If you’ve read TOM the last few weeks I am sure you have gathered that I am a HUGE sports fan. And, if you are a sports fan like me, you know how difficult these last few months have been with so little to satisfy your sports appetite.
The silver lining of this lack of live sports, for me, has been these top-notch documentaries reliving some of sports biggest moments. Docuseries like The Last Dance, recounting the 6-time champion Chicago Bulls or Lance, the series on the doping scandal of Lance Armstrong, truly great films that provide a ton of behind the scenes content that adds so much to the story.
Interestingly enough, my greatest takeaway from all of my documentary watching is that – these athletes don’t love retirement. Whether it’s the glow in their eyes when they recollect that BIG moment in their playing history or the fiery tenacity you hear in their voice when they rehash a rivalry. They miss much more than the game and they never imagined what life after their respective sports would be like.
Now, as for you and me, we aren’t going to hit the game-winning shot at the buzzer in game 7 and we aren’t going to sprint through the cycling finish line at the Tour De France to win the yellow jersey. BUT we do “compete” every day in our business lives, to win a contract, to earn a promotion, to make partner, just to name a few. We find our purpose, calling, and value in what we do and what we are good at.
Today’s article is about that day we hang up our occupation and step into retirement. The question is, will you love it?
Love It or Leave It
The past few months may have given you a taste of what retirement is like. Maybe you’ve been working from home or on furlough or whatever your circumstances have been. Your schedule has changed, and your routine has been flipped upside down. You’ve found some free time and absolutely don’t know what to do with it. The extra allocation to social media and Netflix isn’t fulfilling, so you are left wondering – is this what retirement is going to be like? You’ve worked your entire life and is ‘this’ all there is?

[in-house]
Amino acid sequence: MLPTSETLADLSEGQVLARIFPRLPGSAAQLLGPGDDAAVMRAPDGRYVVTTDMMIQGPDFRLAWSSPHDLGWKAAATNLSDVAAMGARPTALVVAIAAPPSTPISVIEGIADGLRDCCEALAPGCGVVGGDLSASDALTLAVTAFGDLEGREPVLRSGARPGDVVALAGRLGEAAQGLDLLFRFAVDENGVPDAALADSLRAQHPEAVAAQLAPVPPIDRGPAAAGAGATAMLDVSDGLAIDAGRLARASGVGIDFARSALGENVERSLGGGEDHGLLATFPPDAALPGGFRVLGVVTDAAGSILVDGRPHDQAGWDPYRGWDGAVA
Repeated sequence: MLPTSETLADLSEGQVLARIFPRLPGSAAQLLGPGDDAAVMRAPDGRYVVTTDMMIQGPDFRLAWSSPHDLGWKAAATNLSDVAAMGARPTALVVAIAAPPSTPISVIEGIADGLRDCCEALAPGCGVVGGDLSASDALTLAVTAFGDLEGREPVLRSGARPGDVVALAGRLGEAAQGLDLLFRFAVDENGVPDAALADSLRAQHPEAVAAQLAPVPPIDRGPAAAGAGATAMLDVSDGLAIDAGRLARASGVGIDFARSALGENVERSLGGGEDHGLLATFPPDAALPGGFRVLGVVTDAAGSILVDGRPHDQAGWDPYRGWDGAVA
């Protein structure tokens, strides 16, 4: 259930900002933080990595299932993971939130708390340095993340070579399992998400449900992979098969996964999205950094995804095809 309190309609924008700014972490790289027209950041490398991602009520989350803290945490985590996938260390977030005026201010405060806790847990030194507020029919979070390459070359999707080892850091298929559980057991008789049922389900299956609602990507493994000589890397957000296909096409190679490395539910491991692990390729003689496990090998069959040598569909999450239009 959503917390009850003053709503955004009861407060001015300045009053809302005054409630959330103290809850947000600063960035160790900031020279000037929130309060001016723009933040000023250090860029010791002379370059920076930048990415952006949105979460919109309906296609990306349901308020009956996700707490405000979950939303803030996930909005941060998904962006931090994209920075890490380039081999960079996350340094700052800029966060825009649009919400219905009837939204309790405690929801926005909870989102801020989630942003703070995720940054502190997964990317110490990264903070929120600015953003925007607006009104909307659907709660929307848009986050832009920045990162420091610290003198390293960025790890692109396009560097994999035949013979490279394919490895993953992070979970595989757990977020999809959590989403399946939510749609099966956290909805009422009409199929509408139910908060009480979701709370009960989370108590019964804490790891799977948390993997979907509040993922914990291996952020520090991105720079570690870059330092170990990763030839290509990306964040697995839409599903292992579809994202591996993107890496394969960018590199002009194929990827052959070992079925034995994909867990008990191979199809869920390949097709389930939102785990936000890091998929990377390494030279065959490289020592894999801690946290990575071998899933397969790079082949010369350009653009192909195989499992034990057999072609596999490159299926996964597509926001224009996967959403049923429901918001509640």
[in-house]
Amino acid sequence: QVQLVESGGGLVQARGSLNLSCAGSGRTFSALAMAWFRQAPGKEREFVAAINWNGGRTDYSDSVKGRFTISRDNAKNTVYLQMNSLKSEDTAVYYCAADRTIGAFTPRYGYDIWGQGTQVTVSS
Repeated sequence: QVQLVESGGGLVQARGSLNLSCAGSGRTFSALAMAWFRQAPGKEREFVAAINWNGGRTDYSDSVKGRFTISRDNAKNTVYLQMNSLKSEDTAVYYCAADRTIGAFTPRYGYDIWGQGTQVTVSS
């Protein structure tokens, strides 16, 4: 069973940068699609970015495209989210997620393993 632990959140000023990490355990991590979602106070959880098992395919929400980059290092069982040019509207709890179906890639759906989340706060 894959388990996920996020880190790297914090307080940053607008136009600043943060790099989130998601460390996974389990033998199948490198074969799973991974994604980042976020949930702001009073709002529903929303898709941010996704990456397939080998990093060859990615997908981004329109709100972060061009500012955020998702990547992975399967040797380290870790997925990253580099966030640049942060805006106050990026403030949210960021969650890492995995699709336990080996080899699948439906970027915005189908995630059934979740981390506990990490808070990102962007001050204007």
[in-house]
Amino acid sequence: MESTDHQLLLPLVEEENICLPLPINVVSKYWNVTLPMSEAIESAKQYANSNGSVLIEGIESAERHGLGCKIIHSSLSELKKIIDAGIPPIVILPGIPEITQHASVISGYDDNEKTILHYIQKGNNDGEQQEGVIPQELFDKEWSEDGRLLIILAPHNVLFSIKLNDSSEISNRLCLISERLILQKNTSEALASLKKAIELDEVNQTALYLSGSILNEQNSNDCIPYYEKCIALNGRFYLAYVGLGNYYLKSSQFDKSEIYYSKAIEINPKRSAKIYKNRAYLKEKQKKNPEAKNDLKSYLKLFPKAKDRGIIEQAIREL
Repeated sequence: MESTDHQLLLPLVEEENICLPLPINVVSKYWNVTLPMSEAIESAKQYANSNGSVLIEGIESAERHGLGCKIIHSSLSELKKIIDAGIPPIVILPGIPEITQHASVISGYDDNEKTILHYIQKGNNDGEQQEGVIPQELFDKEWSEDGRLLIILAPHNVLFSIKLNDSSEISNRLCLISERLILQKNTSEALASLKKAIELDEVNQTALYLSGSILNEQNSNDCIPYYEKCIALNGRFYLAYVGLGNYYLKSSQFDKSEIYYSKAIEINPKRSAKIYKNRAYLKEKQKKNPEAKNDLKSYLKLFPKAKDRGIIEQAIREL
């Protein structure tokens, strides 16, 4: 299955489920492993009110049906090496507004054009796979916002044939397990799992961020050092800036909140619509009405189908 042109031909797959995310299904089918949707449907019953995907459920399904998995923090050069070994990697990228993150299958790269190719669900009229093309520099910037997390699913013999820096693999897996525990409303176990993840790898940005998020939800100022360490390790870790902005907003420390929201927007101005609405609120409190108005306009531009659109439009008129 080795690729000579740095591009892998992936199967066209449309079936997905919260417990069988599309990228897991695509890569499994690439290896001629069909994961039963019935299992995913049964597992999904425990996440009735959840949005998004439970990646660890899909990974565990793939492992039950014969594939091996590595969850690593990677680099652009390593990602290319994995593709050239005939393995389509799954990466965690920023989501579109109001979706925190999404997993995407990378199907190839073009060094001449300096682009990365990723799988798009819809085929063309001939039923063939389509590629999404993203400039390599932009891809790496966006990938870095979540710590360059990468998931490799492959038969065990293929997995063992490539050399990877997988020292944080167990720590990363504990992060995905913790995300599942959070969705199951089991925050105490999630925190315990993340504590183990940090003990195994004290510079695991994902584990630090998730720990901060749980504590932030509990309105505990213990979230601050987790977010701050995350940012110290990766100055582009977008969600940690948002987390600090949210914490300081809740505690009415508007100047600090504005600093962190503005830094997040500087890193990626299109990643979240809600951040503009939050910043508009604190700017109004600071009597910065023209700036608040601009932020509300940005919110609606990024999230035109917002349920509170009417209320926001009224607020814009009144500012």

Retirement is often talked about like a finish line. You subconsciously adopt this belief that if you work hard and save diligently that you will one day be rewarded with this grandiose opportunity to… do a kind of “nothing”. Nothing in this case really has to do with the freedom to choose what you want to do, not having to be dictated by the responsibility of a job.
In the world of financial planning, we spend countless hours calculating and crafting a plan so that one can afford to retire, but we spend very little time discussing what one will do.
It’s one thing to decipher how you will spend your money and a whole other to map out how you will spend your time.
So, what’s YOUR plan?
Let me help you brainstorm. A friend once asked me this thought-provoking question, if you had all the money in the world what would you do for work? This question removes the financial constraints that we factor into career pathing and allows us to just dream.
For some, this will look like a 2nd career, for others, it will be volunteering at their favorite non-profit, and for some, it will mean starting that business they’ve always dreamed about. Retirement doesn’t have to be the finish line, it can be the starting line.
We spend our working years and our careers establishing ourselves and providing for our families. This transition to retirement is an opportunity for us to begin investing in our legacy – what do you want to be remembered for? Microsoft made Bill Gates a household name, but perhaps the Gates Foundation will be the legacy that he is remembered for.
Here’s my encouragement – dream big. Talk to friends, family, and mentors and begin to investigate what you want this legacy to look like. I believe it will be a combination of your God-given talents, the experience you’ve accumulated, and your deepest passions. The collision of these unique qualities that make you who you are will be exactly what fuels a fulfilling retirement.
I remember talking to a friend when I was amidst a career transition and she put it this way, “You’ve got to do what makes your heart sing.” This advice has always stuck with me and I pass along this same encouragement to you. Build out a retirement plan that makes your heart sing.
Love who you are, not what you do
Today’s discussion opened up with sports, so I figured it only appropriate to close us out on the same topic. I’ve read a few headlines recently rumoring that Mike Tyson is talking about coming back to the ring. This is 53-year old Mike Tyson and I’ve seen video clips of him in training – it’s unbelievable! We all know Tyson has had a rough go at it post boxing career, but hey, what does the guy LOVE to do? He loves to box. So there you go, maybe retirement isn’t about hanging up the gloves, but it’s all about getting back in the ring.